igor dewe


By Crash redaction

Rediscover our interview of Igor Dewe from our issue #84

Igor Dewe is a jack of all trades : the polyvalent artist can metamorphose and don a completely new face for each solo show or performance with his group House of Drama. Perched atop high heels and decked out in precious jewelry, Igor revels in Baroque pomp and splendor, the glamour of the 1930s, and hot Parisian nights spent dancing till dawn to the sounds of minimal techno, gabber, or disco. As the muse of queer parties like Club Sandwich and Madame Klaude, he released his first video four years ago for the more-than-suggestive track “Sexual Obsession.” Complete with raunchy lyrics, leather, and fishnets set to 80s pop instrumentals, the art of Igor Dewe bathes in an overt sexuality unencumbered by any hang-ups. With his extravagant and burlesque style, he can transform even the sleaziest sex shop into a hub of cool, while sending out a little joie-de-vivre to everyone who crosses his path.

You first became known for your street performances during Fashion Week, where you showed up wearing high heels made from exotic fruits. Can you tell us about your background?

It all started when I met the group of friends with whom I created House of Drama. I first met Aymeric Bergada of Le Cadet when I was seventeen and had just arrived in Paris. I went to a lot of the Club Sandwich parties and played around with extravagant outfits. I was freeing myself from my small-town background. (laughs) House of Drama gradually started organizing parties at Chez Moune, a lesbian club that was on its last legs when the owners of Le Baron bought it. They invited us to come dance and emcee their parties. That was such a great time in my life. I was fearless and always let loose. I was also looking for another way to express myself aside from my performances. So I started jewelry school and worked as a studio assistant, notably for Lanvin, Nina Ricci, and Marc Jacobs.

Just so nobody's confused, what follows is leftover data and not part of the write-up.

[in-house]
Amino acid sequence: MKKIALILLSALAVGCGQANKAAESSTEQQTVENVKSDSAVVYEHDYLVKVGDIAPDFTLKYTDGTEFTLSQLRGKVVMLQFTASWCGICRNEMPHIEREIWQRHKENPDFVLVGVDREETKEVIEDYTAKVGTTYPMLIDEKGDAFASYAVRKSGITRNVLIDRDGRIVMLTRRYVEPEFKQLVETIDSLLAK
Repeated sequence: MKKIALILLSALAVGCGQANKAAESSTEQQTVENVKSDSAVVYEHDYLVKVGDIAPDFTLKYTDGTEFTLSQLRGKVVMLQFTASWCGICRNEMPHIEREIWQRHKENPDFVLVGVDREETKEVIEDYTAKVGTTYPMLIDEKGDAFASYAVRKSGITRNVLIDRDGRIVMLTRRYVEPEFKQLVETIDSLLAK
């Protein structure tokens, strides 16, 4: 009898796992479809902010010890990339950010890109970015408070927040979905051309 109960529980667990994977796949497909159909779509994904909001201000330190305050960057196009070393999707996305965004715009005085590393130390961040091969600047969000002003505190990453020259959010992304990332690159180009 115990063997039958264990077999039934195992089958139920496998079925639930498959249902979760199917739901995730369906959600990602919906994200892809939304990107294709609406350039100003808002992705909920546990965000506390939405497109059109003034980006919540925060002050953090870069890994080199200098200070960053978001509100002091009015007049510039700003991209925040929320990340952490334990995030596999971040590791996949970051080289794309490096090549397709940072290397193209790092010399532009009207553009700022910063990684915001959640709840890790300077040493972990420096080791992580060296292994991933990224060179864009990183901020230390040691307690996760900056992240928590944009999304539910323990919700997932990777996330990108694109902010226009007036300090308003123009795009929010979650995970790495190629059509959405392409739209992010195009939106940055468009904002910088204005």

So when you went out to parties, it was mostly about style?

Yes. As soon as I discovered the Club Sandwich scene, I knew I wanted to make costumes. Those parties introduced me to all my friends and collaborators. We wanted to create these kinds of tableaux vivants with a strong burlesque aspect. We reproduced vintage scenes, without necessarily recreating existing tableaux. I would become a horse, someone else was a bishop – we did a lot of religious scenes. We even recreated The Raft of the Medusa at Chez Moune. (laughs)